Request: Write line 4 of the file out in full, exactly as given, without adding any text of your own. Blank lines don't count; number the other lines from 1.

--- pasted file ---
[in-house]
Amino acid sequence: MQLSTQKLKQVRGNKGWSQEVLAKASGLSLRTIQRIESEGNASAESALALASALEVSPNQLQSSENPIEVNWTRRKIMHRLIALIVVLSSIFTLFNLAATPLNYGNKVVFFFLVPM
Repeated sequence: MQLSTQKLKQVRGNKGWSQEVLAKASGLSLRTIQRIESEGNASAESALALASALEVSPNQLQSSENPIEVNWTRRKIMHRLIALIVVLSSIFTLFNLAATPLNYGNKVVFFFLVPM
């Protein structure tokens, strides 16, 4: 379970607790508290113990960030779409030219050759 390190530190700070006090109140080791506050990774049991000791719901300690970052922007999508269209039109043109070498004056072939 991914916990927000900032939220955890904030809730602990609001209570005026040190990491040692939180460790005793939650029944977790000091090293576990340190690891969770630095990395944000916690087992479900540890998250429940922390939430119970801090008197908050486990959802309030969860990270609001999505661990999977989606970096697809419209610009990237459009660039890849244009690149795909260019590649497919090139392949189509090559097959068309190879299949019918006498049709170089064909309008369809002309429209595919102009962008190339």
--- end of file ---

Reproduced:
């Protein structure tokens, strides 16, 4: 379970607790508290113990960030779409030219050759 390190530190700070006090109140080791506050990774049991000791719901300690970052922007999508269209039109043109070498004056072939 991914916990927000900032939220955890904030809730602990609001209570005026040190990491040692939180460790005793939650029944977790000091090293576990340190690891969770630095990395944000916690087992479900540890998250429940922390939430119970801090008197908050486990959802309030969860990270609001999505661990999977989606970096697809419209610009990237459009660039890849244009690149795909260019590649497919090139392949189509090559097959068309190879299949019918006498049709170089064909309008369809002309429209595919102009962008190339």